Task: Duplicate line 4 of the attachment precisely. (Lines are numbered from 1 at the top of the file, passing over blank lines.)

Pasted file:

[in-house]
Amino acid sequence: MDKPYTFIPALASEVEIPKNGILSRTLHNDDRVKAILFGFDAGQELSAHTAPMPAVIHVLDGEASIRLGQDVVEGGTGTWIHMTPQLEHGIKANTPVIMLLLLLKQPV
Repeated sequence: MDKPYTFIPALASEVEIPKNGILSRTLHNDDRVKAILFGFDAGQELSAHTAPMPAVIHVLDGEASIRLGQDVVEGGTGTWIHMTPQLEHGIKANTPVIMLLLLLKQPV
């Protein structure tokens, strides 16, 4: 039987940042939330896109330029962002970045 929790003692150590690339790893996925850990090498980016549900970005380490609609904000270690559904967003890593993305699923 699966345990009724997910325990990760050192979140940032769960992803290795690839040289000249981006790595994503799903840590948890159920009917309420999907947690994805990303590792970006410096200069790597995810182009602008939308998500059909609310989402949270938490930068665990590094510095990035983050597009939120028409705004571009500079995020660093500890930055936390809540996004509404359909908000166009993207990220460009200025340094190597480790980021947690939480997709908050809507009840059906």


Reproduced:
């Protein structure tokens, strides 16, 4: 039987940042939330896109330029962002970045 929790003692150590690339790893996925850990090498980016549900970005380490609609904000270690559904967003890593993305699923 699966345990009724997910325990990760050192979140940032769960992803290795690839040289000249981006790595994503799903840590948890159920009917309420999907947690994805990303590792970006410096200069790597995810182009602008939308998500059909609310989402949270938490930068665990590094510095990035983050597009939120028409705004571009500079995020660093500890930055936390809540996004509404359909908000166009993207990220460009200025340094190597480790980021947690939480997709908050809507009840059906």